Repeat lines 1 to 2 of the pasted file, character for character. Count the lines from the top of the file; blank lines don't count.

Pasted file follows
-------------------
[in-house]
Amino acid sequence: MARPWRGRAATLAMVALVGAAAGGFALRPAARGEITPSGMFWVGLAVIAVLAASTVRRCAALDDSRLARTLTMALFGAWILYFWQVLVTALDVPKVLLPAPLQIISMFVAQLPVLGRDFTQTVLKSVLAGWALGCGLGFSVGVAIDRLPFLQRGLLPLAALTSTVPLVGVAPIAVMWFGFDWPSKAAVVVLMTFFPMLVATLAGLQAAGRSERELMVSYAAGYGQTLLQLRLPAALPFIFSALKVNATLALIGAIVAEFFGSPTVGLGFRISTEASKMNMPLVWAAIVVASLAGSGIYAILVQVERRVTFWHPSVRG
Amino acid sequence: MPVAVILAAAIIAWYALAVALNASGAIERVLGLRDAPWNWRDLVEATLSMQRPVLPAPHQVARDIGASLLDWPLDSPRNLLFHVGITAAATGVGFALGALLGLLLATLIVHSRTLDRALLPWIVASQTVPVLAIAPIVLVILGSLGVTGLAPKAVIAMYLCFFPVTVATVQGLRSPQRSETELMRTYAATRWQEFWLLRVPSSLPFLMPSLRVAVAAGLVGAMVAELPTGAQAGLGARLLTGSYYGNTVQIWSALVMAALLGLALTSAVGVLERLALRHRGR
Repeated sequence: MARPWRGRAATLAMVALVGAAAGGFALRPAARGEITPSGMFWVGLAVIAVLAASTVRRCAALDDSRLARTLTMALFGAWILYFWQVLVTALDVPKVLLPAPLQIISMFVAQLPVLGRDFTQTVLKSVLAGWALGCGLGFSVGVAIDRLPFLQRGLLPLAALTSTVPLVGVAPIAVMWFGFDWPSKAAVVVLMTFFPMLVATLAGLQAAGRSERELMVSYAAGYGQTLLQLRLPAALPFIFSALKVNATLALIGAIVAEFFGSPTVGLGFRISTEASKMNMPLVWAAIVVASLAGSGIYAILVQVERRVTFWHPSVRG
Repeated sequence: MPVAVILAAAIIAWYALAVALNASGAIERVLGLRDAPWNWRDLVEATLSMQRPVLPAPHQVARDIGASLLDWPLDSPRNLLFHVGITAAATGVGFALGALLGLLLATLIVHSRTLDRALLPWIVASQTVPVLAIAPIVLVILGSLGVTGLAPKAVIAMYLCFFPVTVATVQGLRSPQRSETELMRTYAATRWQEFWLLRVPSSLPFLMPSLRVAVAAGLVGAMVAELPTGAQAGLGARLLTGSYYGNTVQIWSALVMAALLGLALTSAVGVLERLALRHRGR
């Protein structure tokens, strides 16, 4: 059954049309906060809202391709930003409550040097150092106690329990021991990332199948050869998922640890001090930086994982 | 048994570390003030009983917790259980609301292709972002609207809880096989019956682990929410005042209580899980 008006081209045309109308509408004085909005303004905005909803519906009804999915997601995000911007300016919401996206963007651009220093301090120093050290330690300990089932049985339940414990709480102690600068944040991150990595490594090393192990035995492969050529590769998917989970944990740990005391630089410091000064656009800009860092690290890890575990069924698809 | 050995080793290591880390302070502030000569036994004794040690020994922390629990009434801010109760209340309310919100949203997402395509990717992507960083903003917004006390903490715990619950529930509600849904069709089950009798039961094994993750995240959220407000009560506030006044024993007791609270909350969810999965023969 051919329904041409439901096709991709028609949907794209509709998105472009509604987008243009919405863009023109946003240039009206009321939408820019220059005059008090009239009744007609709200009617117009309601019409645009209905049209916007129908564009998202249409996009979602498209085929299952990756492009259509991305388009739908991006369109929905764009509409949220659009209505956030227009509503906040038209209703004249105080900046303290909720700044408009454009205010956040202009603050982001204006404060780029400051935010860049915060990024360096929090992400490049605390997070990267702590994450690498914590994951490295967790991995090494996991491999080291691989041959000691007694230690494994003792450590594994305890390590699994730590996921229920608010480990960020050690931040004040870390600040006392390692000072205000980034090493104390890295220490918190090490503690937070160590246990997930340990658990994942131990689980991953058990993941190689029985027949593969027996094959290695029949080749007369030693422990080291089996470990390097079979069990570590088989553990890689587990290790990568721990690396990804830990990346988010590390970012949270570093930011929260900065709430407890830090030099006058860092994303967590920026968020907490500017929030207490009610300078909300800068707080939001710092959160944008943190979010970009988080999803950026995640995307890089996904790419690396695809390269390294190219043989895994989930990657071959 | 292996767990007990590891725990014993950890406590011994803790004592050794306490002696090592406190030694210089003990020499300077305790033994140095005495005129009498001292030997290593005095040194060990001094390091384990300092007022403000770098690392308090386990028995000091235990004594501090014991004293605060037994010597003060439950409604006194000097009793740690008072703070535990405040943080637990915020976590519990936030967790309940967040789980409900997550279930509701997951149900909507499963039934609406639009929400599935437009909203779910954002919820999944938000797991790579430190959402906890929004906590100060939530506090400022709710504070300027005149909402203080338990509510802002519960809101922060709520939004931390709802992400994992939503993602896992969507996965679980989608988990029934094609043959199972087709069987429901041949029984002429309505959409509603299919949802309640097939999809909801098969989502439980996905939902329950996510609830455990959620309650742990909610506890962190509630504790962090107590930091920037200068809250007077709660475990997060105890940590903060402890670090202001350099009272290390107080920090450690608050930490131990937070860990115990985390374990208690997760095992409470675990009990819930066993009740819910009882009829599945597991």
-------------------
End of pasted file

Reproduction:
[in-house]
Amino acid sequence: MARPWRGRAATLAMVALVGAAAGGFALRPAARGEITPSGMFWVGLAVIAVLAASTVRRCAALDDSRLARTLTMALFGAWILYFWQVLVTALDVPKVLLPAPLQIISMFVAQLPVLGRDFTQTVLKSVLAGWALGCGLGFSVGVAIDRLPFLQRGLLPLAALTSTVPLVGVAPIAVMWFGFDWPSKAAVVVLMTFFPMLVATLAGLQAAGRSERELMVSYAAGYGQTLLQLRLPAALPFIFSALKVNATLALIGAIVAEFFGSPTVGLGFRISTEASKMNMPLVWAAIVVASLAGSGIYAILVQVERRVTFWHPSVRG